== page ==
One of the most amazing things I ever discovered after I started coaching, mentoring, and counseling men was that almost every emotional problem a man has can be traced back to an emotional wound caused by his father. I think John Eldredge said it best in his best-selling book Wild at Heart: “Every boy in his journey to become a man, takes an arrow to the center of his heart in the place of his strength.
Because the wound is rarely discussed, and even more rarely healed, the wound remains. And the wound is almost always given by his father.” When we look back on childhood, there are a lot of things we wish our dads would’ve done or didn’t do. But the key is not to allow our pasts to negatively affect how we raise and relate to our own children.
Regardless of the kind of father you may have had, there are typically 5 types of dads we can choose to become.
1. P.O.W. Dad
This is the Prisoner of War Dad. This dad is present in his children’s life but he’s not positively engaged in it. And he’s not just disengaged, he’s enraged. To his children, he always seems angry, and because of that anger, he hurts others with his words, tone, and actions. The family walks on proverbial eggshells around him because they don’t know when or if the angry guy inside him will rear his ugly head.
2. M.I.A. Dad
This is the Missing in Action Dad. This dad chooses not to be present in his children’s lives. He may have helped bring them into the world, but he doesn’t want to have anything to do with them. He’s not engaged and his children may not even know who or where he is. They probably wouldn’t recognize him if they saw him on the street. He chooses to stay away because the pain and shame of returning are too great for him to face.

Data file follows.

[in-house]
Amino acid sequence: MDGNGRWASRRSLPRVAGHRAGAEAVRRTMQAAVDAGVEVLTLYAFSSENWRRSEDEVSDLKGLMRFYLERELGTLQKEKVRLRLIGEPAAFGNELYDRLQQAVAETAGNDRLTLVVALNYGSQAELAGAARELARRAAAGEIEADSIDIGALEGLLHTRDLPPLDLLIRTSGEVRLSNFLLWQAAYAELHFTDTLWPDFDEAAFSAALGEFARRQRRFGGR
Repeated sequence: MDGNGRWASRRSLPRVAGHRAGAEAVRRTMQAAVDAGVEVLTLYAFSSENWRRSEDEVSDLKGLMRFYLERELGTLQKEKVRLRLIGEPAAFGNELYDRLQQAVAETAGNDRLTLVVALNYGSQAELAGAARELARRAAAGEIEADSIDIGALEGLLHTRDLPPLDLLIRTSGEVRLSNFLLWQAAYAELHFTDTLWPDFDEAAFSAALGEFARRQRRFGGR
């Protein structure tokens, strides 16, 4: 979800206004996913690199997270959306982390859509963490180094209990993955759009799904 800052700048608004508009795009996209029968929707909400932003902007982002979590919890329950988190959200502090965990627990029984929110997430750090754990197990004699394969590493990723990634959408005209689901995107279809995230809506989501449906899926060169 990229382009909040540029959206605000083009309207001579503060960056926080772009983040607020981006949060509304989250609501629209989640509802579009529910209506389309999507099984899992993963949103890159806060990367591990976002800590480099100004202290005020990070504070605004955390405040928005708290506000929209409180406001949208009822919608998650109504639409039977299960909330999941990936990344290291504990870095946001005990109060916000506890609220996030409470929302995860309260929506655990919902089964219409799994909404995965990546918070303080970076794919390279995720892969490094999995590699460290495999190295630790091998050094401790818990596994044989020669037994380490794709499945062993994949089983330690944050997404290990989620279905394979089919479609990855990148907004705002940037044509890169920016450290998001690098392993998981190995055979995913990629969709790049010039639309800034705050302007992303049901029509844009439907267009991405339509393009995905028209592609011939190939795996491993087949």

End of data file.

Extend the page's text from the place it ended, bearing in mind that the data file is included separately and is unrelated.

3. A.W.O.L. Dad
This is the Absent Without Leave Dad. Yes, he’s physically present in the home, but he’s not emotionally present when he’s there. The children see him, but the children can’t seem to talk to him. He comes home and secludes himself from the family. He may not necessarily be a bad dad. He’s just emotionally detached from others in his home. So he struggles in silence as those he loves suffer and struggle in his absence.
4. Reserved Duty Dad
Reserved Duty Dad is the dad who treats fatherhood like a part-time job. He’s engaged with his children, but only occasionally—maybe only on the weekends, when it’s most convenient for him. He has good intentions, but his children require more time than he’s willing or able to give. His children need him to be a full-time dad, but he’s content with giving them a part-time effort.
5. Active Duty Dad (AKA an All Pro Dad)
Active Duty Dad isn’t a perfect dad, but he’s a consistently and emotionally present dad. He’s actively engaged, attentive, available, and accessible to his children. He’s intentional about learning and winning the hearts of his children, even if he has to struggle to do it. He loves, protects, serves, and provides for their physical, emotional, and spiritual needs. He’s not afraid to affirm his love for his children, and when they’re in his presence, they feel emotionally and physically safe and secure.
The types of dads we become are often influenced by the types of dads we had growing up. But regardless of the types of dads we had growing up, whether good, bad, average, or absent, our dads may explain us as men. But they won’t excuse us as fathers. Our children deserve for us to be the best versions of ourselves and to serve as a blueprint of what a real dad should be.